My sculptural installations create the sensation of defying gravity while really exploiting the laws of physics. While working, I stack sculptural objects, lifting and leaning them against each other to achieve height and a sense of precariousness. While testing my own physical limitations, I come up with ways to create leverage, or ways to hold things in place temporarily until I can secure them. The physical endeavor parallels internal struggles of various kinds. In particular, I focus on the difficulty to accept apparently contradictory states of being. To do so, I create contradictions in the work. Ladders seem to invite climbing, but are out of reach, or created out of materials that would collapse. These contradictions allow me to transform internal struggle into a visual challenge. The process is really an adult extension of the way very young people use play as a way to test boundaries. Whether it’s a five-year-old who stacks blocks until they fall over, or a thirteen-year-old who jumps from higher and higher precipices on the local playground, people test their own limits by testing their environment. As adults, the limits tested are often emotional and psychological. We grapple with love and loss, very different experiences that are inextricably bound to each other.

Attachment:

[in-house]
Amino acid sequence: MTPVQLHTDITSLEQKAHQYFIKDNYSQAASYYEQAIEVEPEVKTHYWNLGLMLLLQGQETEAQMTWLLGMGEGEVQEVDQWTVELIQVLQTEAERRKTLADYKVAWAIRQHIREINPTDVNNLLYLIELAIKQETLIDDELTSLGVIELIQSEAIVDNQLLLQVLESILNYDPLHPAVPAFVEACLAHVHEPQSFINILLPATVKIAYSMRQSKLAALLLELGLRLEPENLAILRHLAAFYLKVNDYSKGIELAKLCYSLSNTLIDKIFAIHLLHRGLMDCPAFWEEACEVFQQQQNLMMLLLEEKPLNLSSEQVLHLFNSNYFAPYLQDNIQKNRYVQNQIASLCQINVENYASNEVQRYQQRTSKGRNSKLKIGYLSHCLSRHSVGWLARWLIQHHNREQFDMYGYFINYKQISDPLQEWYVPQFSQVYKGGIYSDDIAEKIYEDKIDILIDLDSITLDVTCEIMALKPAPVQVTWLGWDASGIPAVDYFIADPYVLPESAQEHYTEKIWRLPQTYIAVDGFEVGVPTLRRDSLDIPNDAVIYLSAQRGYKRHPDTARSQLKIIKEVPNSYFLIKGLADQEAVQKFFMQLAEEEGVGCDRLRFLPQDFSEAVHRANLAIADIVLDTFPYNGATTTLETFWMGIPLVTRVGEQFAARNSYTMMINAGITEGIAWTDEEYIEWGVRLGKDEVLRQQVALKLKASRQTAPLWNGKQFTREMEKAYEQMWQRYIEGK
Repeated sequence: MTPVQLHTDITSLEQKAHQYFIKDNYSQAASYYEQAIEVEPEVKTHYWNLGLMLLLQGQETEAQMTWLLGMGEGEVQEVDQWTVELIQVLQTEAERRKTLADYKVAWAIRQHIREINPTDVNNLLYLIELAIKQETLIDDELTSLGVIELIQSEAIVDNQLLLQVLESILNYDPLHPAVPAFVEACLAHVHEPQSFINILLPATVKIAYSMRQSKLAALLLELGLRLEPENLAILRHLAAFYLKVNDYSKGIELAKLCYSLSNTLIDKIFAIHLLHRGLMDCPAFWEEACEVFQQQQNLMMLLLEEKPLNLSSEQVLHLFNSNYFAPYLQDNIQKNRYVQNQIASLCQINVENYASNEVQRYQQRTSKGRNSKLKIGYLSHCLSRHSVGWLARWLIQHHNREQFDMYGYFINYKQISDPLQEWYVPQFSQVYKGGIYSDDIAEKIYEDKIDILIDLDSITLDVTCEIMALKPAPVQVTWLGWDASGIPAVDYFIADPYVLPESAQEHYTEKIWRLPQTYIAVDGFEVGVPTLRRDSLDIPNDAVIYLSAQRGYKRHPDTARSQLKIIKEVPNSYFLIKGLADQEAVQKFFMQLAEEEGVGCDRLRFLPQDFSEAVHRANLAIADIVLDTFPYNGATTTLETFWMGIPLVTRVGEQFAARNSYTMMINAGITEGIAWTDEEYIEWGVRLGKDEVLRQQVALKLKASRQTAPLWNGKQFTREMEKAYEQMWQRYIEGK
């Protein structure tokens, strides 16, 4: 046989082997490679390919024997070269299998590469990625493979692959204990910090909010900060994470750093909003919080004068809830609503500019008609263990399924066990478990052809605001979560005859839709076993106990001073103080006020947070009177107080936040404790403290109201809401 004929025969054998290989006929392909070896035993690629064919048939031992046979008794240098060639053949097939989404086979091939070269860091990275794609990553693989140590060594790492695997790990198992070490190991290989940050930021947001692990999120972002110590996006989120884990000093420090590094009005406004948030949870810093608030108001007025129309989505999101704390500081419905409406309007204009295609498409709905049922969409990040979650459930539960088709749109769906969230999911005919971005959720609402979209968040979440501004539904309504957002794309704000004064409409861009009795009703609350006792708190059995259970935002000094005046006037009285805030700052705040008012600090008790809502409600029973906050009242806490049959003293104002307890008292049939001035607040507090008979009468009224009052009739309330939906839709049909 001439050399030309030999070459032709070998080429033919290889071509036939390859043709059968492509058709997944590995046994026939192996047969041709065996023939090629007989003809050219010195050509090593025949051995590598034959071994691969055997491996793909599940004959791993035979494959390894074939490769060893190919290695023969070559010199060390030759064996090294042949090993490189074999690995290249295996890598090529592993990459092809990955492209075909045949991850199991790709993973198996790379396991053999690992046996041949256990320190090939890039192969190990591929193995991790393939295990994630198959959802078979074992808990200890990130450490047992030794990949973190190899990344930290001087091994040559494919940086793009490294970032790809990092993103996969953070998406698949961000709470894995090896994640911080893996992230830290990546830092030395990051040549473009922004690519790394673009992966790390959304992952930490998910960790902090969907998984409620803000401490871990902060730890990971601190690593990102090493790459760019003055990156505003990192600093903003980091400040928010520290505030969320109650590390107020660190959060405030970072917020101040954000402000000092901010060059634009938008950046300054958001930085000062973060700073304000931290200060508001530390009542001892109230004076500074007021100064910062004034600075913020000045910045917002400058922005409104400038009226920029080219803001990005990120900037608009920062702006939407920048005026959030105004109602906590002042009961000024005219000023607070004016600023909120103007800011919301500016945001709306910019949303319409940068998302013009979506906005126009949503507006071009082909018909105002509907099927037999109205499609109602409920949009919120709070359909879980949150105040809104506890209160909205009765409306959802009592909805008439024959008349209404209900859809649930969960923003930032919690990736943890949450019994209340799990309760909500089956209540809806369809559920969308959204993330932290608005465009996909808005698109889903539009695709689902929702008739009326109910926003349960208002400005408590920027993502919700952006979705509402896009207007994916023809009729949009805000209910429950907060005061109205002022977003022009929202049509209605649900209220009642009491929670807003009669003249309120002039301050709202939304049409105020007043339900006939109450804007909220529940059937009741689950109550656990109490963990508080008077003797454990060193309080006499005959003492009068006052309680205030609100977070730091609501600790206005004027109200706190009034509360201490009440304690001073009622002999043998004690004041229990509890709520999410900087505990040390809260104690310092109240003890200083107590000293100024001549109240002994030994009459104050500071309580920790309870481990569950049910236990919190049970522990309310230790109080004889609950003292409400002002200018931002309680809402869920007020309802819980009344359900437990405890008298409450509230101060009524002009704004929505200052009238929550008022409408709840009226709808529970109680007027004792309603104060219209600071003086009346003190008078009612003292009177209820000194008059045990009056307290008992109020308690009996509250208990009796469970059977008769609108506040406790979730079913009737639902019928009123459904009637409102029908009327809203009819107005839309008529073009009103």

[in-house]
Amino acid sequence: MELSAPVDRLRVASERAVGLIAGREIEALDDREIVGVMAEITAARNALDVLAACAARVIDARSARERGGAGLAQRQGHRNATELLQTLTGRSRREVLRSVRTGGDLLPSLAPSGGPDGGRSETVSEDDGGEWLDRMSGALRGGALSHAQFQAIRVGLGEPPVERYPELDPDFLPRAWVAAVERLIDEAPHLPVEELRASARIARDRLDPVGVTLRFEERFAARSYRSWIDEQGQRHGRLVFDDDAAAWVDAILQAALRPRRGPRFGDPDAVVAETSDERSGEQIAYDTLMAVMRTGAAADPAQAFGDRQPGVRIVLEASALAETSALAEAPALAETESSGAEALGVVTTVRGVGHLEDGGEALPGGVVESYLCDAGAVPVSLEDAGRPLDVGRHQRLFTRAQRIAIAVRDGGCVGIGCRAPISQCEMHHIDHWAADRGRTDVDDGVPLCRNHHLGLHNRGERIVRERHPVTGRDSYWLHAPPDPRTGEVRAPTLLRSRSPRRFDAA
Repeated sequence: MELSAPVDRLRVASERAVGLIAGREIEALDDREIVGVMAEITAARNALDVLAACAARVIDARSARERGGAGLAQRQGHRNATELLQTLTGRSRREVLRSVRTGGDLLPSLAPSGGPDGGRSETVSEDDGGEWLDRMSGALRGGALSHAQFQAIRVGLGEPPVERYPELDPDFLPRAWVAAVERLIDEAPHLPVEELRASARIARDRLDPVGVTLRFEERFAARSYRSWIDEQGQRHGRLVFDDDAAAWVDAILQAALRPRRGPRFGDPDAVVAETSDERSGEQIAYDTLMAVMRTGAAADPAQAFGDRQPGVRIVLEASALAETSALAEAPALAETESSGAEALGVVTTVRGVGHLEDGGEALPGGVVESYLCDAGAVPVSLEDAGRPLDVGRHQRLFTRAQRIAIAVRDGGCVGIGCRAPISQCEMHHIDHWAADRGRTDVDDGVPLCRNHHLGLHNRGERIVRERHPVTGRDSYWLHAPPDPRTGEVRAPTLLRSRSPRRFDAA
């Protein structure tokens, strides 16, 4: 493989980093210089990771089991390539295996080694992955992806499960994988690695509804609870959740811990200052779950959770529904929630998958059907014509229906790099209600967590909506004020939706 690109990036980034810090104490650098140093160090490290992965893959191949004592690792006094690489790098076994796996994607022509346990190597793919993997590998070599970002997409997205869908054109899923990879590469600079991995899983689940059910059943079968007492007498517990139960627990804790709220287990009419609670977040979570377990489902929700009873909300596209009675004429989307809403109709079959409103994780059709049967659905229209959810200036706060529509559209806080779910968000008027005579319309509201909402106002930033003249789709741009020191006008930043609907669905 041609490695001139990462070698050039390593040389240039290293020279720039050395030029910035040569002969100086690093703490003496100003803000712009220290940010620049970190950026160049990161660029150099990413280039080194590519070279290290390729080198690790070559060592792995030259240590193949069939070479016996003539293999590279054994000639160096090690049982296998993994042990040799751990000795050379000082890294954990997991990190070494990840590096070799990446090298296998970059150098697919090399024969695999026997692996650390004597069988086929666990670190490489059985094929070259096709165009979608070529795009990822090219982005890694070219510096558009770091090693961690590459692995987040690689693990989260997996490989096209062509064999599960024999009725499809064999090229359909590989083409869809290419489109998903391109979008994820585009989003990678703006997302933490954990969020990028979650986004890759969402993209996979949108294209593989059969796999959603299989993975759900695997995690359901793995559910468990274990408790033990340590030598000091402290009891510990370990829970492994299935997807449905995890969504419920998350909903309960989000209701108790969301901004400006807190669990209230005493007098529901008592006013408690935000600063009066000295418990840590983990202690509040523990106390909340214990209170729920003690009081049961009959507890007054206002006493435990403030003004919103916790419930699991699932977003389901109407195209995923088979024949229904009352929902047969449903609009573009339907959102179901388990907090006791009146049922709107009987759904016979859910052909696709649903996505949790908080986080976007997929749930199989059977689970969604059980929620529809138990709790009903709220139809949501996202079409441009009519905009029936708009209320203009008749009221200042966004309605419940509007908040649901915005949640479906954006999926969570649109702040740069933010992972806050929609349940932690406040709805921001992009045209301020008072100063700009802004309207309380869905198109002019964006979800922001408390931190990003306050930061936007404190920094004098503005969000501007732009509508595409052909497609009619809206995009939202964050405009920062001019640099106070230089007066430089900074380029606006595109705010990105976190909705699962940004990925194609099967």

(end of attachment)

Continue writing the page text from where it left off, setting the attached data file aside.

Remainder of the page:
Nothing to Fix is part of a series addressing love and loss. The over-arching content is the individual’s struggle to achieve an ideal state while knowing that nothing is permanent. In recent works, I have been exploring the prolonged grieving that I experience for my mother and for my deceased ex-husband. Nothing to Fix adds to this my recent separation from my husband. While my mind continues to search out a way to repair the marriage, the damage is done, and it is time for acceptance. The strange mix of landscape and interior is an environment that invites introspection and discovery, a place to grieve and a place to repair.